Delaware legislators had earlier scheduled the presidential primary to be held on the Saturday following New Hampshire's first-in-the-nation primary. However, New Hampshire officials balked at having Delaware's primary within a week of their own and threatened to work against any presidential candidate that campaigned in the First State. The resulting pressure kept most presidential candidates out of Delaware.
The move to change the date of the Delaware Presidential Primary is supported by both the Republican and Democrat parties. Even with the change, State House Majority Leader Wayne Smith (R-Brandywine Hundred North) says Delaware will still have one of the earliest presidential primaries in the nation.
"We should get the full slate of candidates coming off New Hampshire and speeding to Delaware. Š It should elevate our ability to influence who becomes the next president of the United States, so it's pretty exciting stuff."
Rep. Smith says Delaware could become an important early indicator for presidential hopefuls and something of a national bellwether. "The attractive thing about Delaware is that its demography (and) its urban/rural mix more closely matches the nation as a whole than either Iowa or New Hampshire. So in terms of a Š microcosm of the national electorate, Delaware fits the bill pretty well."Bill Would Allow Sunday Sales in Bars ...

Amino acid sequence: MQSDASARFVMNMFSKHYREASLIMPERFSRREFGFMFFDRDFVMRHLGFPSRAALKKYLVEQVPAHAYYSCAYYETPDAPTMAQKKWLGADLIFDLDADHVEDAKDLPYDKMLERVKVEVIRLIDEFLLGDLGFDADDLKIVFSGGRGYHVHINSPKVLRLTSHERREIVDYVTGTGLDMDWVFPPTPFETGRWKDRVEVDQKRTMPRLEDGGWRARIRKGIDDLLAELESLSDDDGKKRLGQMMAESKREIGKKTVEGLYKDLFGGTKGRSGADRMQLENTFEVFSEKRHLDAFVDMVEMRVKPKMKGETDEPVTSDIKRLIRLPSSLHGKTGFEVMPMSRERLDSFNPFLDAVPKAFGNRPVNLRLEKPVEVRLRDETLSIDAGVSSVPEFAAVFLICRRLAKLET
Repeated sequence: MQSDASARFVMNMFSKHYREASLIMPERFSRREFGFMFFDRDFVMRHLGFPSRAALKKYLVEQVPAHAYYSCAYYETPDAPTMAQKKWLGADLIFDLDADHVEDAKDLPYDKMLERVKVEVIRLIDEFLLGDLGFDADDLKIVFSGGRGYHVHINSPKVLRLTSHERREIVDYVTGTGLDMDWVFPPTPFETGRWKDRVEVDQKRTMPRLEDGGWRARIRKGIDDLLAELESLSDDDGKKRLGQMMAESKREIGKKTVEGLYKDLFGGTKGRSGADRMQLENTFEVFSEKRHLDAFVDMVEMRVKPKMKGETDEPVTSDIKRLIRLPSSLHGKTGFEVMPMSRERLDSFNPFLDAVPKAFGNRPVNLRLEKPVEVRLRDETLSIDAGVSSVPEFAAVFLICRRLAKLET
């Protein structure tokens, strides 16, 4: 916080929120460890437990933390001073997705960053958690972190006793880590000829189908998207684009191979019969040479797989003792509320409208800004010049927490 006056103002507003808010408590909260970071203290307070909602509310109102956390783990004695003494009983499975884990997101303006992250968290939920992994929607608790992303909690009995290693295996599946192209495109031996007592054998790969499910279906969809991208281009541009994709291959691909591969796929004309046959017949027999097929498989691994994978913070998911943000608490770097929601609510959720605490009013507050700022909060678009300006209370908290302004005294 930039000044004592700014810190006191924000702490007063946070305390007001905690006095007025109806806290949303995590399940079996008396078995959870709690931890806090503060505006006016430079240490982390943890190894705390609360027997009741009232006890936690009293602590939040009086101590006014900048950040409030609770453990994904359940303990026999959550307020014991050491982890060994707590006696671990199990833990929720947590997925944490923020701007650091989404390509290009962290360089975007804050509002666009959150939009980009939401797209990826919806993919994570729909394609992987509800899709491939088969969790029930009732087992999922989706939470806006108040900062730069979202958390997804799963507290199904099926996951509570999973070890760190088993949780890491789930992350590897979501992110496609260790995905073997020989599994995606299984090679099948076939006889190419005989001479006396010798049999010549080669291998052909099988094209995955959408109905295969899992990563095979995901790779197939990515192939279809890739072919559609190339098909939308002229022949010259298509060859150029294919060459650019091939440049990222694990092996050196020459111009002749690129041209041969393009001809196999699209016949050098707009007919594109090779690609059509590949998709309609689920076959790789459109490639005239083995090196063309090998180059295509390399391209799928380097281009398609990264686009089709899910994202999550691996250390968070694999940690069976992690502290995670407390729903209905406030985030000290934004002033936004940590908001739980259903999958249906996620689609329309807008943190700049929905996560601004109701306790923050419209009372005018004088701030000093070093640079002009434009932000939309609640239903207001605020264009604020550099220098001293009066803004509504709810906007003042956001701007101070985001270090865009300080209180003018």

A bill that would allow taverns and taprooms to serve alcoholic beverages on holidays and Sundays cleared the House on Tuesday.
House Bill 255, sponsored by State Rep. Pete Schwartzkopf, passed by a vote of 30 "yes", 10 "no" and 1 not voting. The bill applies only to establishments with an "on-premise" liquor license.
Proponents argued the measure would help bars and taverns, who saw patronage drop after last November's enactment of the Clean Indoor Air Act, to recoup some lost revenue. Some also saw it as a logical extension of the recent change allowing package stores to operate on Sundays.
The bill now moves to the Senate for consideration.Bills Acted on in House ...